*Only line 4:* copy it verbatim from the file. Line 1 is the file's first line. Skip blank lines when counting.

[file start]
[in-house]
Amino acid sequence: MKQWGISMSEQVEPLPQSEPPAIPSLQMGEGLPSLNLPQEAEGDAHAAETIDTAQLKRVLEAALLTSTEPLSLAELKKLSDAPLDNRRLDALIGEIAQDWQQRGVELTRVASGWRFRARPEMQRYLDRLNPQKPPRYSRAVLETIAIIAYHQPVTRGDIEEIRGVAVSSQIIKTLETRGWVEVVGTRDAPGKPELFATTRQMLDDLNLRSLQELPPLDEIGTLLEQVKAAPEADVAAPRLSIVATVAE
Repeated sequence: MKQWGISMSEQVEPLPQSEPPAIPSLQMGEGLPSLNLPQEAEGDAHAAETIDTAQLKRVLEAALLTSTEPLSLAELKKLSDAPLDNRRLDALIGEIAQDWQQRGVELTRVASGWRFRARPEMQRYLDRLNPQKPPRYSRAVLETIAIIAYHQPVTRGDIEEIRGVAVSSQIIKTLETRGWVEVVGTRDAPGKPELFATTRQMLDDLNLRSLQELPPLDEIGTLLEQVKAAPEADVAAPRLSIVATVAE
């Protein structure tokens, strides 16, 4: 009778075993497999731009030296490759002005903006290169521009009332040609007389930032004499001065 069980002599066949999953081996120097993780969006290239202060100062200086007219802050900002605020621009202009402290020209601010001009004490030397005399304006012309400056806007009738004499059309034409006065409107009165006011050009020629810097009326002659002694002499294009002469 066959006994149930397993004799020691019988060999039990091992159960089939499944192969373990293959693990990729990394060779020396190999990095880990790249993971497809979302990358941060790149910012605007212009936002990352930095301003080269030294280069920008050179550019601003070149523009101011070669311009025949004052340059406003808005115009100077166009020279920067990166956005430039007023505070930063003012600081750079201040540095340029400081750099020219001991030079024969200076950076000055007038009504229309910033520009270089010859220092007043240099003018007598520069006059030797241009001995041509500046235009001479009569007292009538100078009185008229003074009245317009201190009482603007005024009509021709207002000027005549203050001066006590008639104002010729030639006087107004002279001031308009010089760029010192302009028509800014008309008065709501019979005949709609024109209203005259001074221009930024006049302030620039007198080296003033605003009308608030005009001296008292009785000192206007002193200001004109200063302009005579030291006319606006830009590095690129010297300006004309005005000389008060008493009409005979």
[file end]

């Protein structure tokens, strides 16, 4: 009778075993497999731009030296490759002005903006290169521009009332040609007389930032004499001065 069980002599066949999953081996120097993780969006290239202060100062200086007219802050900002605020621009202009402290020209601010001009004490030397005399304006012309400056806007009738004499059309034409006065409107009165006011050009020629810097009326002659002694002499294009002469 066959006994149930397993004799020691019988060999039990091992159960089939499944192969373990293959693990990729990394060779020396190999990095880990790249993971497809979302990358941060790149910012605007212009936002990352930095301003080269030294280069920008050179550019601003070149523009101011070669311009025949004052340059406003808005115009100077166009020279920067990166956005430039007023505070930063003012600081750079201040540095340029400081750099020219001991030079024969200076950076000055007038009504229309910033520009270089010859220092007043240099003018007598520069006059030797241009001995041509500046235009001479009569007292009538100078009185008229003074009245317009201190009482603007005024009509021709207002000027005549203050001066006590008639104002010729030639006087107004002279001031308009010089760029010192302009028509800014008309008065709501019979005949709609024109209203005259001074221009930024006049302030620039007198080296003033605003009308608030005009001296008292009785000192206007002193200001004109200063302009005579030291006319606006830009590095690129010297300006004309005005000389008060008493009409005979």